Debunking myths about in-house design teams

The leaders of creative teams at Channel 4, Pentland Brands and Specsavers discuss the realities of working in-house, from budgets and talent, to stigma and internal relations.

The act of bringing creative teams in-house has been a growing trend for some years now.

In-house teams supposedly offer better value for money, can work closer to a brand and can operate with a better knowledge of its culture. Indeed, Design Week’s article series profiling a range of in-house design teams from companies around the world shows innovative work can be found internally.

But while the trend shows no sign of slowing down, still some myths and misconceptions surround the work that goes on in-house.

As part of the Festival of Marketing, three in-house team leaders – 4Creative executive creative director Lynsey Atkin, Specsavers head of creative operations Julia Arenson and Pentland Brands creative agency director Gareth Davies – sat down to shed some light on their teams and their roles.

Are budgets lower?

One of the main reasons brands consider moving creative work in-house is cost. Having a dedicated internal team means side-stepping agency fees, but does this also mean budgets for creative projects are lower?

4Creative executive creative director Lynsey Atkin

Atkin, whose creative team manages “everything that isn’t a programme” on Channel 4, says there’s no hard and fast rule for in-house budgets.

“Like any client, you might have a massive budget for one thing and smaller one for something else,” she says. Some Channel 4 projects, like Bake Off or the Paralympics for example, require more funds and more attention than others.

She adds: “Maybe they’re a little bit lower overall, but because we produce so much in-house we’re able to make more from the money we have.”

Do you get creatively stifled by working with just one brand?

One of the biggest benefits of working within an independent studio or team is no doubt the variety of clients with which you get to work. For those used to working with many clients at one time, can moving in-house match up to this experience?

In answer to this question, Arenson says one of the major pluses of being in-house is knowing your brand and truly being its guardian. The Specsavers in-house team, for reference, has being working in this field for around 20 years and so knows the brand inside and out.

“Pulling people into a room is very different when you have an agency-client relationship, it becomes much more formal,” she says. “Actually, informalizing the creative process is a massive advantage.”

She adds: “There’s so many people working [at Specsavers] who have been doing so for a long time and really understand the products – a lot of the legwork that you’d have to do as an agency isn’t required.”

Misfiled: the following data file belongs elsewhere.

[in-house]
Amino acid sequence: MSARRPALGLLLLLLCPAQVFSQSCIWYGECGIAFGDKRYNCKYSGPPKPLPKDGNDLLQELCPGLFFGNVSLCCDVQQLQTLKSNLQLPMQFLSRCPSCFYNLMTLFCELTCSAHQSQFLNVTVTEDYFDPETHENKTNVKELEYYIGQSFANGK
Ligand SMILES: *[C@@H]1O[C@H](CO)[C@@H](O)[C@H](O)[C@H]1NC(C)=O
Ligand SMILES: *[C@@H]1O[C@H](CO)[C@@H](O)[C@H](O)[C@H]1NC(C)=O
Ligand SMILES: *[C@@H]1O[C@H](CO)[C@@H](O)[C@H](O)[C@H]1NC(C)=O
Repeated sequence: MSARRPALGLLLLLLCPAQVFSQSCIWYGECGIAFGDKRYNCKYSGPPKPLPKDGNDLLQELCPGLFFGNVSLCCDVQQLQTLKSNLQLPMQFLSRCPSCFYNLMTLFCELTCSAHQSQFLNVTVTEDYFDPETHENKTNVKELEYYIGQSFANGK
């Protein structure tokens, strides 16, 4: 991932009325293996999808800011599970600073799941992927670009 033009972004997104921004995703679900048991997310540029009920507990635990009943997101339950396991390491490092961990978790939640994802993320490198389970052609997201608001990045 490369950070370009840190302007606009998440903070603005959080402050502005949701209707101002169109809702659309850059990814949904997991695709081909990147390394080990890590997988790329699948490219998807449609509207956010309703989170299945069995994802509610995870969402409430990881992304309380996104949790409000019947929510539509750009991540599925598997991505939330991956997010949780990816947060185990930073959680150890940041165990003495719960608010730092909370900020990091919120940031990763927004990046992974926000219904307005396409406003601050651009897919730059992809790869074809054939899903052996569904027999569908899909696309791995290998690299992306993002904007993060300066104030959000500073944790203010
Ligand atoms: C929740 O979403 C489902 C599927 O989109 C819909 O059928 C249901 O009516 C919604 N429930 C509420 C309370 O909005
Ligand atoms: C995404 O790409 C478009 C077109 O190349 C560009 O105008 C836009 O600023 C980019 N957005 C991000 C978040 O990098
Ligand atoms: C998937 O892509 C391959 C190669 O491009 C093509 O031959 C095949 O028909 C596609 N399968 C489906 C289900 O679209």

Atkin echoes this: “It fosters a feeling of colleagues rather than clients and there’s a mutual respect because everyone is working to the same ends and cares about the brand.”

Can you ever get to work with creative people outside of your brand?

In the same vein as saving money on budgets, there is a perception that in-house creative teams handle all creative work. Is this true?

Davies says no. In fact, part of running a successful creative in-house team requires knowing the limits of what you can do.

“It’s easy to try and have a go at everything,” he says, adding that it is crucial to understand when your team aren’t best placed to work on an element of a project. Pentland’s in-house team, which runs the creative work for brands like Speedo, Berghaus and Ellesse, frequently brings in other agencies that better deal with things like advertising and digital creation.

“You have to ask yourself when you are best placed to pass that brief over to someone external,” he says.

Is it hard to attract new talent?

Davies recalls that when he first went in-house there was a stigma – an association that in-house creatives were turning to “the dark side”. Luckily, he says, this is an attitude that is changing. But while it might be changing, how easy is it to attract new and diverse talent to teams, when so much emphasis in the creative industry is put on agencies?

“You live by your output,” Davies says, explaining that the good work being done by his team is a big enough draw to future members. “It’s all about having exceptional talent.”

Atkin adds to this by saying that the work of teams within the fashion world have helped to boost the profile of in-house work.

“Particular the art direction and creativity in certain fashion houses have made it feel like a really exciting place to be as a creative person, particularly if you’re a visually creative person,” she says.

For Arenson changing the overall perception of in-house work is necessary. Good work, she explains, is key to “building recognition.”

Do you have experience working in an in-house team? Let us know your thoughts in the comments below.

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  • Hayley P October 15, 2020 at 12:10 pm

    I work in-house as a designer for a charity. I agree that one of the benefits is knowing the brand inside-out, but that can be a hurdle as it’s easy to churn out the same repetitive things and you avoid taking risks or trying new approaches. Budgets in-house are of course squeezed so that limits how ambitious we can be vs if working in an agency. I feel like in-house teams can be taken for granted and not seen as skilled or innovative as we often outsource to creative agencies for bigger projects. It’s difficult to prove our worth as our time is occupied with designing the essential day-to-day comms rather than being able to take time to concept and experiment with bigger projects. It’s a shame but that’s the trade off with working in-house!

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